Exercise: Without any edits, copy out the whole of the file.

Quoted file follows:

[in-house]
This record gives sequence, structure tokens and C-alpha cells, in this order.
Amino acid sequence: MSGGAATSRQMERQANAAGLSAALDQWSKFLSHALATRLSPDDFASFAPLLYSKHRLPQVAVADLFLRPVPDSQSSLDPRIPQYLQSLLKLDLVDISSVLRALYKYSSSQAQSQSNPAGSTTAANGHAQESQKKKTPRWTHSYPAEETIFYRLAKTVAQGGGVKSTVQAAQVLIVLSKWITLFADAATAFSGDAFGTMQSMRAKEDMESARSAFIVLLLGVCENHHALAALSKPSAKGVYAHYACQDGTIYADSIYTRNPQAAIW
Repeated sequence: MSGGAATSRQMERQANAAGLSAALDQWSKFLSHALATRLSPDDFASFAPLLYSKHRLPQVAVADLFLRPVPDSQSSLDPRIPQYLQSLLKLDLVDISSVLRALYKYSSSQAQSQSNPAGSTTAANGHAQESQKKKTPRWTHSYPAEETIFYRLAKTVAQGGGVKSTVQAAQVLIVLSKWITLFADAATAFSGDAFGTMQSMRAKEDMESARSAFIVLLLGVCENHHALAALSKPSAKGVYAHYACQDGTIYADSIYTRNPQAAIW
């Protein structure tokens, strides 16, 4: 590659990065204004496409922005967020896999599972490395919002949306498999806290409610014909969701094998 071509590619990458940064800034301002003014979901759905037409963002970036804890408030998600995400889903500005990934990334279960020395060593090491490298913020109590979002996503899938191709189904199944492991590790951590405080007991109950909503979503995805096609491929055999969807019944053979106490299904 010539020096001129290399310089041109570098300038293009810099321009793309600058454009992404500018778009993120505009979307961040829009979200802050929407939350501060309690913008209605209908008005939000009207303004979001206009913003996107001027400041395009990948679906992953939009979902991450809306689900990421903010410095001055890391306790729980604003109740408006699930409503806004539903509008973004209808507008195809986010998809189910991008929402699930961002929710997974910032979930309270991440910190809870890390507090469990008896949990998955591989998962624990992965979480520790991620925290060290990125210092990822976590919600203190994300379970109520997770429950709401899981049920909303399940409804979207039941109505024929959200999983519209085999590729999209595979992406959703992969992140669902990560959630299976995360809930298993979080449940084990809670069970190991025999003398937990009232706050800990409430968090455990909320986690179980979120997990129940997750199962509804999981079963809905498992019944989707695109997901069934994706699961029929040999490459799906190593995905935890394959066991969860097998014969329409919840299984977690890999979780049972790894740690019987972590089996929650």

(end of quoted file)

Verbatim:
[in-house]
This record gives sequence, structure tokens and C-alpha cells, in this order.
Amino acid sequence: MSGGAATSRQMERQANAAGLSAALDQWSKFLSHALATRLSPDDFASFAPLLYSKHRLPQVAVADLFLRPVPDSQSSLDPRIPQYLQSLLKLDLVDISSVLRALYKYSSSQAQSQSNPAGSTTAANGHAQESQKKKTPRWTHSYPAEETIFYRLAKTVAQGGGVKSTVQAAQVLIVLSKWITLFADAATAFSGDAFGTMQSMRAKEDMESARSAFIVLLLGVCENHHALAALSKPSAKGVYAHYACQDGTIYADSIYTRNPQAAIW
Repeated sequence: MSGGAATSRQMERQANAAGLSAALDQWSKFLSHALATRLSPDDFASFAPLLYSKHRLPQVAVADLFLRPVPDSQSSLDPRIPQYLQSLLKLDLVDISSVLRALYKYSSSQAQSQSNPAGSTTAANGHAQESQKKKTPRWTHSYPAEETIFYRLAKTVAQGGGVKSTVQAAQVLIVLSKWITLFADAATAFSGDAFGTMQSMRAKEDMESARSAFIVLLLGVCENHHALAALSKPSAKGVYAHYACQDGTIYADSIYTRNPQAAIW
């Protein structure tokens, strides 16, 4: 590659990065204004496409922005967020896999599972490395919002949306498999806290409610014909969701094998 071509590619990458940064800034301002003014979901759905037409963002970036804890408030998600995400889903500005990934990334279960020395060593090491490298913020109590979002996503899938191709189904199944492991590790951590405080007991109950909503979503995805096609491929055999969807019944053979106490299904 010539020096001129290399310089041109570098300038293009810099321009793309600058454009992404500018778009993120505009979307961040829009979200802050929407939350501060309690913008209605209908008005939000009207303004979001206009913003996107001027400041395009990948679906992953939009979902991450809306689900990421903010410095001055890391306790729980604003109740408006699930409503806004539903509008973004209808507008195809986010998809189910991008929402699930961002929710997974910032979930309270991440910190809870890390507090469990008896949990998955591989998962624990992965979480520790991620925290060290990125210092990822976590919600203190994300379970109520997770429950709401899981049920909303399940409804979207039941109505024929959200999983519209085999590729999209595979992406959703992969992140669902990560959630299976995360809930298993979080449940084990809670069970190991025999003398937990009232706050800990409430968090455990909320986690179980979120997990129940997750199962509804999981079963809905498992019944989707695109997901069934994706699961029929040999490459799906190593995905935890394959066991969860097998014969329409919840299984977690890999979780049972790894740690019987972590089996929650």